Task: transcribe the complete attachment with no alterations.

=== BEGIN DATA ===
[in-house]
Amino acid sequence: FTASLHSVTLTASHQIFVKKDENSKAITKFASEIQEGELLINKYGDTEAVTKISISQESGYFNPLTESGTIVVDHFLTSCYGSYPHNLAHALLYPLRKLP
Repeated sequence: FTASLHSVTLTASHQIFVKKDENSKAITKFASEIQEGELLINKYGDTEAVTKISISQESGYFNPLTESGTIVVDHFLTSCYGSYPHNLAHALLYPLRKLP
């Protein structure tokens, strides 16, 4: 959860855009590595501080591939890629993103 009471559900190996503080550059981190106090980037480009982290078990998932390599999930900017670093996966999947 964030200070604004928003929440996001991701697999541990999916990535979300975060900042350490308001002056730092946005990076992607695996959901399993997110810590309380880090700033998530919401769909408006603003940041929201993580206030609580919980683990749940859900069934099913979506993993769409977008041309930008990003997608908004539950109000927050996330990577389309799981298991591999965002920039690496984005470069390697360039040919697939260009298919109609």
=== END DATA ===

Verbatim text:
[in-house]
Amino acid sequence: FTASLHSVTLTASHQIFVKKDENSKAITKFASEIQEGELLINKYGDTEAVTKISISQESGYFNPLTESGTIVVDHFLTSCYGSYPHNLAHALLYPLRKLP
Repeated sequence: FTASLHSVTLTASHQIFVKKDENSKAITKFASEIQEGELLINKYGDTEAVTKISISQESGYFNPLTESGTIVVDHFLTSCYGSYPHNLAHALLYPLRKLP
């Protein structure tokens, strides 16, 4: 959860855009590595501080591939890629993103 009471559900190996503080550059981190106090980037480009982290078990998932390599999930900017670093996966999947 964030200070604004928003929440996001991701697999541990999916990535979300975060900042350490308001002056730092946005990076992607695996959901399993997110810590309380880090700033998530919401769909408006603003940041929201993580206030609580919980683990749940859900069934099913979506993993769409977008041309930008990003997608908004539950109000927050996330990577389309799981298991591999965002920039690496984005470069390697360039040919697939260009298919109609």